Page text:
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EXCLUSIVE-LG hopes to make new battery cells for Tesla in 2023 in U.S. or Europe -sources

Tue 9th March, 2021 7:22pm
By Hyunjoo Jin
    SAN FRANCISCO, March 9 (Reuters) - LG Energy Solution aims
to build advanced battery cells for Tesla Inc  TSLA.O  electric
vehicles in 2023 and is considering potential production sites
in the United States and Europe, two people familiar with the
matter told Reuters. 
    Tesla has not yet agreed to a deal that would expand LG's
role in its supply chain beyond China, one of the sources said.
    Last week, the Korean battery maker told Korean reporters it
plans to build a U.S. factory where it would make battery cells
for EVs and energy storage systems, to cater to U.S. and global
customers as well as startups. It did not identify potential
customers then, but one of the sources said it was hoping Tesla
would buy the batteries. 
    In September, Tesla Chief Executive Elon Musk announced an
ambitious plan to develop new cells in-house, prompting
suppliers like LG and Panasonic to embrace the unproven
technology or face risks of losing a major customer for the
longer term. 
    The Korean supplier, a unit of LG Chem  051910.KS , has made
samples for the so-called 4680 large-format cylindrical cells,
said the sources, who asked not to be identified. It faces
technological hurdles and the challenge of scaling up
production, people familiar with the matter said.
    "LG plans to produce 4680 cells at its new U.S. factory.
They plan to build a new 4680 cell line to supply Tesla's Giga
Berlin in Europe," one of the sources said, adding Spain is one
of candidate for the European plant. 
    One of the sources said LG has never mass produced such
large-format cylindrical cells, although increasing battery
capacity is the correct call. "Tesla is a major customer, and LG
can take risks," another source said.   
    He said LG has not yet secured orders from Tesla for the
4680 cells, still under development. For now, Tesla is sharply
boosting orders for 2170 cells used in the Model 3 and Model Y
vehicles made in China, the source said.*:nL4N2IG1A5    
    LG declined to comment, and Tesla officials could not be
reached for comment.
    Tesla's September plan to develop the new 4680 battery cells
is meant to reduce production costs, improve battery performance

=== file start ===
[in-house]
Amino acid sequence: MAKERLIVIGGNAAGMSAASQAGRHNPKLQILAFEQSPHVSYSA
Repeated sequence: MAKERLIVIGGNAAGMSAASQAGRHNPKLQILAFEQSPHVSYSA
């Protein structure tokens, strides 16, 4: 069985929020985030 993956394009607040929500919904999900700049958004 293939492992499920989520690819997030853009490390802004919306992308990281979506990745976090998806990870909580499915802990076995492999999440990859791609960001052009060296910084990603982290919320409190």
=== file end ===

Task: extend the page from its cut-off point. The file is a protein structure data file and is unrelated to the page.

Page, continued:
and increase driving range. This would help with Tesla's push to
boost electric vehicle production significantly around the
    Tesla is running a pilot factory for the new battery cells
in California, and preparing to build those cells at newer
plants in Texas and Germany.
    Musk said recently Tesla is in talks with battery suppliers
about developing 4680 batteries. He said Tesla will use the
current cells for at least a few years, but will "retire" those
cells over time. 
    LG currently supplies smaller cells to Tesla in China, as
does Chinese battery maker CATL  300750.SZ . Panasonic has
partnered with Tesla in a $5 billion battery "gigafactory" near
Reno, Nevada.
    LG currently has a $2.3 billion joint venture with General
Motors Co  GM.N  in Lordstown, Ohio, to make pouch-type electric
vehicle batteries for future GM electric vehicles.
    GM said separately it is considering building a second U.S.
battery factory with LG.*:nL3N2L22R0
    The unusually candid comments from LG and GM came after
another Korean battery supplier, SK Innovation  096770.KS ,
hopes the White House would overturn a recent U.S. trade ruling
favoring LG, saying it threatens to disrupt battery supplies to
Ford Motor  F.N  and Volkswagen  VOWG_p.DE .  
    Tesla rival Lucid Motors, which has a multi-year supply deal
with LG Chem, and is considering whether to make its own cells
in house, said it is interested in different cell formats, Chief
Executive Officer Peter Rawlinson earlier told Reuters.  
    Panasonic plans to start a test line for 4680 cells in Japan
in the business year beginning April 1, according to a person
familiar with the matter. The two companies have not said if
they plan to collaborate on production of the 4680 cells.
    Tesla may need to push out the timeframe for mass
production, or work with partners at its newer plants in order
to get cell production up and running quickly, said Caspar
Rawles, an analyst at researcher Benchmark Mineral Intelligence.

 (Additional reporting by Paul Lienert in Detroit, Tim Kelly in
Tokyo and Heekyong Yang in Seoul; editing by Ben Klayman and
David Gregorio)
 ((; 82-2-3704-5685; Reuters
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